The Breslin Center could've also played into Anderson's poor shooting performance. With many MSU fans in the crowd excited to see him play, I'm sure Anderson felt some pressure to put on a show. That, along with the foul trouble, may have caused him to press some. Last year, during the Class C Final Four at the Breslin, he had the same issue, shooting 12-for-38 in two games.

With higher profile wings already in tow, I'm not sure Anderson was signed by MSU to make an immediate impact anyway. He might be more athletic than Kearney or Dawson, and it will be interesting to see how much he improves while competing against better players in practice every day. Right now though, I think his ability to contribute is a notch lower than his 2011 wing counterparts.

Other standouts: I also caught the Flint Powers/Okemos game. Here are a few other players who had good performances.

George Goodman, Buena Vista: The senior guard is averaging just over 31 points per game for the season. He scored 25 against Suttons Bay on 10-for-20 shooting. He's only about 6-feet tall, but Goodman has really long arms, he finishes well against bigger players in the lane, he has range beyond the 3-point line and I don't know if any guard in the state can consistently stay in front of him. Goodman has a floater that he gets off from a variety of angles that is incredibly accurate.

Vince Adams, Powers: Bigger name teammates Patrick Lucas-Perry and Javontae Hawkins get more attention at Powers, but Adams, a guard, is clearly their best player. He finishes as well as any high school guard I've seen this year. He's a lefty with an incredibly quick first step. Much like last year's surprise impact player DeMarco Sanders, who went from barely playing as a junior to All-State as a senior and earned a scholarship to Ferris State, Adams should attract the attention of good Division II programs by the end of this season. The main surprise with Adams has nothing to do with his game. People on the AAU circuit knew he could play for the last two years. It's how the Powers coaching staff couldn't find any minutes at all for him as a junior last year.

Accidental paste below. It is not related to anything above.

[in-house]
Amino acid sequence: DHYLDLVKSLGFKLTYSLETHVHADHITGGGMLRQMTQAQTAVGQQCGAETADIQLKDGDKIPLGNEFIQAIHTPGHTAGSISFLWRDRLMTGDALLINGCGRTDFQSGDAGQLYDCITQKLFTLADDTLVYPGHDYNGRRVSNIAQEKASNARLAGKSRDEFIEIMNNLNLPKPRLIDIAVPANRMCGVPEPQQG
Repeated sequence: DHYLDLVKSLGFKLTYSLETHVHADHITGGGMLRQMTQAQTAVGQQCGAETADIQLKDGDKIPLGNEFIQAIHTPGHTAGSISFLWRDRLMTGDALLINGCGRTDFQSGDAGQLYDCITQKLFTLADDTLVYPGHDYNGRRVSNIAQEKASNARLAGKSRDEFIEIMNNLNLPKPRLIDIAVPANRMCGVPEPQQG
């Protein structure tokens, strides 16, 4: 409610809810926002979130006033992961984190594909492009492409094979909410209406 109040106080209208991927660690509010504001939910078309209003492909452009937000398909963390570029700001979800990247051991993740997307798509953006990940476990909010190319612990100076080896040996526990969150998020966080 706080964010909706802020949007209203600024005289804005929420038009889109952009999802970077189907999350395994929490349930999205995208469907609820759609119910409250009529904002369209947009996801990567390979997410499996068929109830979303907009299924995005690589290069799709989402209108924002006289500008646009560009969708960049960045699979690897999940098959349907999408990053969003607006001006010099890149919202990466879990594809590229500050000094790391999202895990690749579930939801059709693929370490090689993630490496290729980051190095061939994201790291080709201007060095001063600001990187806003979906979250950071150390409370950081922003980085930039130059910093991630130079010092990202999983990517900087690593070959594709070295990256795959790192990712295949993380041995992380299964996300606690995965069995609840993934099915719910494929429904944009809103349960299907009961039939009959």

Chris Harrison-Docks, Okemos: A junior point guard, Harrison-Docks had a great first half against Powers. He played tough defense, he got his teammates involved on offense and picked his spots well to get his own offense, flashing his great ball-handling ability and knockdown perimeter shot. His release is one of the quickest in the state. Down the stretch, he had a couple of bad turnovers that helped Powers mount a late comeback and steal a game they played poorly in, but Harrison-Docks is also the main reason Okemos led most of this game.

Mack McKearney, Okemos: With a name like Mack McKearney, he has to be tough, right? The Dartmouth-bound senior had 15 points, 12 rebounds and 4 assists. He's a broad-shouldered guard with enough finesse to play out on the perimeter, but hard-nosed enough to mix it up inside. He was the best rebounder in this game even if he was far from the biggest guy on the court.

Patrick Lucas-Perry, Powers: MSU fans probably remember Lucas-Perry's name from a couple years ago when, as a sophomore, he had a great state title performance at the Breslin Center that reportedly netted him high major interest. Since then, his stock has dropped some, but the senior is still an intelligent point guard who rebounded from a terrible first half against Okemos to help Powers win a game against a good team despite it not being their best performance. Lucas-Perry finished with 15 points (5-for-17 shooting) and 3 assists, but the big key for him was zero turnovers in the second half. His shot selection is questionable at times, but he understands how to take care of the ball and he's a very good passer.

Javontae Hawkins, Powers: One of the most sought-after 2012 players in the state, the junior wing didn't play well against Okemos. He's athletic and runs the floor really well, but his biggest weakness is strength. He gets pushed around a bit and that caused him to short-arm some shot attempts that he should've finished. He scored 10 points on 15 shots. Hawkins is still a great prospect and he's well known for having a great attitude and work ethic, but adding some strength should help make him a more consistent player.